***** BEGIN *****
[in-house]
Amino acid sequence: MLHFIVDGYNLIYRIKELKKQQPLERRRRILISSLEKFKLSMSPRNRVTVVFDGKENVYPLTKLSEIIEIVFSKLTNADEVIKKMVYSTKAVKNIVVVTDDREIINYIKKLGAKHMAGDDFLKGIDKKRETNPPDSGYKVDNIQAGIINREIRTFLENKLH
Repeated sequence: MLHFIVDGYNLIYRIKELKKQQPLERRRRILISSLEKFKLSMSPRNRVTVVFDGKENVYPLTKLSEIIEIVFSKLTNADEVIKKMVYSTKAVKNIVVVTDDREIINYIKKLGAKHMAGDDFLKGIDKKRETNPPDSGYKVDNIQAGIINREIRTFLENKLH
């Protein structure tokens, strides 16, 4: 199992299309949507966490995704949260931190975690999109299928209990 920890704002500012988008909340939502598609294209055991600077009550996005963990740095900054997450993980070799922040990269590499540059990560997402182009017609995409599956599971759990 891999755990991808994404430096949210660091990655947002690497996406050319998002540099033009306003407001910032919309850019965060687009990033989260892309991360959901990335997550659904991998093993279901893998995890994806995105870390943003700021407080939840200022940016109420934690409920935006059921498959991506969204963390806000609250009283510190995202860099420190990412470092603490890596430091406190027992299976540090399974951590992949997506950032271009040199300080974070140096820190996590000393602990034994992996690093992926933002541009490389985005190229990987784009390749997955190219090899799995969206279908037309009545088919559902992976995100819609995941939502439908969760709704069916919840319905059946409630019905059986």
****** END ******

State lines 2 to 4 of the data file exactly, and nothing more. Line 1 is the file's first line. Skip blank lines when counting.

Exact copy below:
Amino acid sequence: MLHFIVDGYNLIYRIKELKKQQPLERRRRILISSLEKFKLSMSPRNRVTVVFDGKENVYPLTKLSEIIEIVFSKLTNADEVIKKMVYSTKAVKNIVVVTDDREIINYIKKLGAKHMAGDDFLKGIDKKRETNPPDSGYKVDNIQAGIINREIRTFLENKLH
Repeated sequence: MLHFIVDGYNLIYRIKELKKQQPLERRRRILISSLEKFKLSMSPRNRVTVVFDGKENVYPLTKLSEIIEIVFSKLTNADEVIKKMVYSTKAVKNIVVVTDDREIINYIKKLGAKHMAGDDFLKGIDKKRETNPPDSGYKVDNIQAGIINREIRTFLENKLH
């Protein structure tokens, strides 16, 4: 199992299309949507966490995704949260931190975690999109299928209990 920890704002500012988008909340939502598609294209055991600077009550996005963990740095900054997450993980070799922040990269590499540059990560997402182009017609995409599956599971759990 891999755990991808994404430096949210660091990655947002690497996406050319998002540099033009306003407001910032919309850019965060687009990033989260892309991360959901990335997550659904991998093993279901893998995890994806995105870390943003700021407080939840200022940016109420934690409920935006059921498959991506969204963390806000609250009283510190995202860099420190990412470092603490890596430091406190027992299976540090399974951590992949997506950032271009040199300080974070140096820190996590000393602990034994992996690093992926933002541009490389985005190229990987784009390749997955190219090899799995969206279908037309009545088919559902992976995100819609995941939502439908969760709704069916919840319905059946409630019905059986």